[icons icon=”icon-chrome” size=”24″] We all use Google Chrome and most of us love it since it was launched way back in 2008 by Sundar Pichai. Since then, Google has improved bloated it alot! It used to be a lightest and fastest out there. But with Google’s mission to cram all the stuff in chrome for it’s services with loads of extensions and background syncing with your Google account, well now, as sad as it makes me say:
“GOOGLE CHROME SUCKS….sometimes!”
At my office, I have a Dell Precision T1700 Tower which is loaded with 16 gigs of RAM and all goodies an engineer wishes for in his machine. But, guess what, just don’t restart that machine for a day or two and keep Google chrome running, it will slow down the machine to the painful nostalgia memories of a Pentium 3 system struggling to run GTA San Andreas on Windows XP 🙁
Google Chrome suffers from memory leak which will keep gobbling up your ram in background like a troll feeding up the attention on web. I don’t exactly know why they are not fixing it as a lot of tech-bloggers have complained about the same and moved back to good ol’ firefox. If you one day by mistake open the Process tab in Task manager, you will be boggled by the sheer number of “Google Chrome.exe” processes running in background and hogging your memory. In the screenshot of my task manager below, I counted 27 processes running for Chrome running 10 tabs taking close to 2.3gigs of RAM. THATS CRAZY! :O
Let’s understand what’s happening here..
Despite Google’s strong will to bloat up the chrome, user’s behaviour also matters in the usage. In the second screenshot above, you can see I have installed a lot of crazy extensions. We don’t appreciate the ease of use these extensions bring with them and as they are always available on user on instant, it means they will have to be kept in RAM to make the process seamless. Also, web browsing has become more complex than we give it credit for. Almost all the content we consume is dynamic, whether it’s Facebook’s timeline or Twitter’s feed, they are continuously pulling data into the browser for you which means background processing and more RAM.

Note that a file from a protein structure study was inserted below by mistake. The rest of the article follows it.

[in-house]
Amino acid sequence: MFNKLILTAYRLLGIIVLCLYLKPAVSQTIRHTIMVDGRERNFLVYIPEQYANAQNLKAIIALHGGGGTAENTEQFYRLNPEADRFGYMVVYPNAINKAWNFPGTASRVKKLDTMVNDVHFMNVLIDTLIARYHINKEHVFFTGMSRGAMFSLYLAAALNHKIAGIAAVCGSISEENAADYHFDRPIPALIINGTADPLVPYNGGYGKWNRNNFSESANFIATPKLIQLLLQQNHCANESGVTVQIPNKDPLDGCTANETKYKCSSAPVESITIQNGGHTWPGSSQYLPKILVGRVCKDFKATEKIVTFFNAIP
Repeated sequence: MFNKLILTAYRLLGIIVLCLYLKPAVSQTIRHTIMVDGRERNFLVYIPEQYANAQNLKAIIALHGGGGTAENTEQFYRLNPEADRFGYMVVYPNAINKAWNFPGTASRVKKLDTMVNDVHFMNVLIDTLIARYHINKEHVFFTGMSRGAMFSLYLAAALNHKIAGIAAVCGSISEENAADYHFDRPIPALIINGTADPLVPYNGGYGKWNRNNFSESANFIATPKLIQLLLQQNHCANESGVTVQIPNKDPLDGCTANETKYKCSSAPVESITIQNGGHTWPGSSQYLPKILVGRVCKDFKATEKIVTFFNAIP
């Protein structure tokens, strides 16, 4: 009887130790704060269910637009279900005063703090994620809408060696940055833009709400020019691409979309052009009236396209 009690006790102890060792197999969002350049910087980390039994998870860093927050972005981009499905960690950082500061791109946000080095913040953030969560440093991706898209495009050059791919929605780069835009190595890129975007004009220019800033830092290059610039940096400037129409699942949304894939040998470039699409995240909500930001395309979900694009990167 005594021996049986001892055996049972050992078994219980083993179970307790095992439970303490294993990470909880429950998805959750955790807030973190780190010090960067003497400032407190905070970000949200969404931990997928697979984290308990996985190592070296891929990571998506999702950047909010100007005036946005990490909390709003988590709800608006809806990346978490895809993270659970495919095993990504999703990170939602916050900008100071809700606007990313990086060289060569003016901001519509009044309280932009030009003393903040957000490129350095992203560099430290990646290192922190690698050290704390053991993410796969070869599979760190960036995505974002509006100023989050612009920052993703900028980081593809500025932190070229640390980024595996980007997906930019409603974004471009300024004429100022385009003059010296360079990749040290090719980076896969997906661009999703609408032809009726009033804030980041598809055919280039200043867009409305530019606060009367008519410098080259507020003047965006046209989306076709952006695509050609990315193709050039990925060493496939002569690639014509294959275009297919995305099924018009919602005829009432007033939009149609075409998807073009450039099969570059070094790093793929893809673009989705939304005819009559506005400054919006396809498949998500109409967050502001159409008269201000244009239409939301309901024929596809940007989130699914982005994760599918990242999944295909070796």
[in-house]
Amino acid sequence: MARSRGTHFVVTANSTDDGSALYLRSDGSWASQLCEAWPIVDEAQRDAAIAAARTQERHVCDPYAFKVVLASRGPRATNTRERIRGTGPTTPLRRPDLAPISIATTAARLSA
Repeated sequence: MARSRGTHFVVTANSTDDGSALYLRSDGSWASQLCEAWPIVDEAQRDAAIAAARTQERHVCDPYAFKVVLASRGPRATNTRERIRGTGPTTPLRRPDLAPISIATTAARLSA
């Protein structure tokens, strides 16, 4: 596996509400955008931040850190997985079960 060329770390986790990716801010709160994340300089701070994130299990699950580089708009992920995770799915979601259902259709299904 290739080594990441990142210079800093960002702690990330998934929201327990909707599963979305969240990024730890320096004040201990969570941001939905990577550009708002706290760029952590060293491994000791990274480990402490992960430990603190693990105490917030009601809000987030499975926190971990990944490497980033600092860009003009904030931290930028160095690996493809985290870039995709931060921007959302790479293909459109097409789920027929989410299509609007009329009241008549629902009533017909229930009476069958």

Great thing is, Chrome from the start, separates each Tab, Extension and Plugin into it’s own individual process, which means if let’s say Flash plugin crashed while watching a Video, then only that respective Tab will become unresponsive but rest of the tabs will continue to work seamlessly which again can lead to higher memory (aka RAM) consumption, since it has to duplicate some tasks for every tab opened. Granted, it also makes things a lot more convenient! 😉
Also, you must have heard about Chrome Prerendering feature. Well, it’s an interesting one as when you open a page, Chrome tries to predict what links you might click, preparing them to load instantly for you.
- When you’re surfing a blog, you might click “next” when you’re done reading the article. The blog can tell Google Chrome to pre-load the “next post,” so the page is shown instantly when you click it.
- When you’re typing a web address in the address bar, Chrome will begin to prerender that page if it’s confident about which site you’re likely to visit (based on your local history). This will make the page show up faster when you hit enter.
- Google’s Instant Pages search feature in Chrome is powered by Chrome’s prerendering technology.
As intriguing as this feature may look like, Loading pages instantly means that it will be downloaded in background and kept in RAM to fetch as soon as you click. It may be a great feature if you read few blogs regularly and have a good internet connection but overall this leads to significantly higher usage of RAM as if you have multiple tabs open (>10), it may choke Internet bandwidth.Refer here for technical details.
So, what happens when you close Chrome is, some of these extensions and tabs are not cleared properly from the RAM leading to memory leak which worsens day by day if system is not restarted which led to a perfectly spec’d machine to lag. 🙁
So yes, Chrome does uses a lot of primary memory(read: RAM), but most of the times, it does so with a reason: your convenience. Most of us have become accustomed multiple tabs with web 2.0 content and fast page loading, and the price we pay is measured in gigs of RAM. But surely, I agree that Chrome can use alot of memory optimization but this is likely how the web browsing is going to evolve.